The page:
Coming in for the end of Loop #2.  This picture captured how the road was lined with spectators.  Such a rush!

Still having fun, still smiling at every "Ironwoman Kerry Sue" sign, still bantering with other cyclists along the way who took notice.  I felt so popular.  At mile 73ish I ate half of the PayDay bar, still not feeling like I could tolerate the entire thing.  I had to eat more before mile 95 though, I told myself.  I had to have something in my system for the run.  Oh yeah, the run.

I finished the second loop in just under two hours again, giving me a total ride time of under four hours.  Sweet, I can do this!  Again I got to see my loved ones and was excited to be two-thirds of the way done with the ride.

I almost look like I know what I'm doing! :)

Final loop.  Only 37 miles to go.  Soak it all in, enjoy every moment.  This was a lot easier than I thought it was going to be!  Well, let me clarify:  my legs were fine, I felt like I could go forever except for the return of the burn.  I know, too much information probably, but it was a serious factor out there.  I didn't want to stop again to put more Hoo-Ha cream on, so I decided to just get through it.  Ouchy-wa-wa.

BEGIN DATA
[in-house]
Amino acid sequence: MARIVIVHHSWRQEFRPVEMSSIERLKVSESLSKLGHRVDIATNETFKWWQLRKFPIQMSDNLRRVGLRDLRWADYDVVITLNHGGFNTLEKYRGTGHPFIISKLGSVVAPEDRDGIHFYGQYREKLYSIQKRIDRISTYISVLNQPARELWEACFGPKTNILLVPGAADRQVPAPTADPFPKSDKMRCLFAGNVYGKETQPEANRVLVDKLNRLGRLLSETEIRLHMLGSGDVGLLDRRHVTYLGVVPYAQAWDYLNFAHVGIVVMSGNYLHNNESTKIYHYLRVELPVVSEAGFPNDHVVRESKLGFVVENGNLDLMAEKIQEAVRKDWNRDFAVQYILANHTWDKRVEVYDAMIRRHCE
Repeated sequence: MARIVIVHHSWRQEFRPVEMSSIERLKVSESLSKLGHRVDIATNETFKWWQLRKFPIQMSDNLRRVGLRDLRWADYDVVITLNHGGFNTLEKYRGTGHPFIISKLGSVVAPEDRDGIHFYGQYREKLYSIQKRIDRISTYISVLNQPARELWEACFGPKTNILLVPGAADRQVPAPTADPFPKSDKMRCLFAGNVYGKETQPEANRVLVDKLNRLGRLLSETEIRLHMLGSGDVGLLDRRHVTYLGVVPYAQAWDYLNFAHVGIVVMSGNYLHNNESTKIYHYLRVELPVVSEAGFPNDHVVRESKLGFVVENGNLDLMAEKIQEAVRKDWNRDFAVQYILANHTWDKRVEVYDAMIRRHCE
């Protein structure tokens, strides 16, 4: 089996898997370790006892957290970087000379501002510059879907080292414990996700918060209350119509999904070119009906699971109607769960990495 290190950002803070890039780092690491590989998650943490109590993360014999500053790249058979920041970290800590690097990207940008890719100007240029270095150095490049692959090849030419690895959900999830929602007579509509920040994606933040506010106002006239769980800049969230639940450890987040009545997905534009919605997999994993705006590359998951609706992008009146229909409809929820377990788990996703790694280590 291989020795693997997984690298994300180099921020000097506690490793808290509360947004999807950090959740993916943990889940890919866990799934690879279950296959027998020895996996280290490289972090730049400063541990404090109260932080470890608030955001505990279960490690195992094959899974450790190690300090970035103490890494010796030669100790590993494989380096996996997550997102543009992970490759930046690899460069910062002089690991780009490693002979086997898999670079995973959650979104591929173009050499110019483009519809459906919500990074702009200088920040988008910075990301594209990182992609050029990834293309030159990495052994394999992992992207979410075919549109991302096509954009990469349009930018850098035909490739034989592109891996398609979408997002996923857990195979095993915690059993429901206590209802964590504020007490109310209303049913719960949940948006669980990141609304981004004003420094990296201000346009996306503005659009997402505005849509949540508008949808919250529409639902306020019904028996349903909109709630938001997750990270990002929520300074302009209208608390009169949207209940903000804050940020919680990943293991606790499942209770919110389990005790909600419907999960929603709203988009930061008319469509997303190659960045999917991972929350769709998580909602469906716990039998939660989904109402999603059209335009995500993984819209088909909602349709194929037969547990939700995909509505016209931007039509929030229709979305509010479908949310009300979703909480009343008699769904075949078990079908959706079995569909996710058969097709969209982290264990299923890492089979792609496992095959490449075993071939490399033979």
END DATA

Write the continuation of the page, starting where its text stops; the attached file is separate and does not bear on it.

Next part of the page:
The way back on the third loop the wind shifted.  There wasn't a tail-wind anymore, but more like a side-shifting wind.  As in, whichever way you were headed, the wind wasn't working for or against you.  I couldn't get above 19mph the entire way back after the downhill.  I did the math in my head the whole way back, trying to figure out if I could get under six hours.  The closer I got, the clearer it became that I was going to just barely miss it.  I just couldn't go any faster because of my butt area hurting so bad.  And I knew the run was coming up.  Notice I wasn't acknowledging it as a marathon?  Yes, well, it's all part of the mind game I play with myself.

I was so happy to get near the finish and know I was that much closer to being an Ironman.  I had no mechanical issues at all, no flat tires, I had stayed hydrated and ate the rest of my PayDay bar and some Chomps at mile 95.  Thank you, Jesus!  That was a lot of prayers answered right there in that six hours!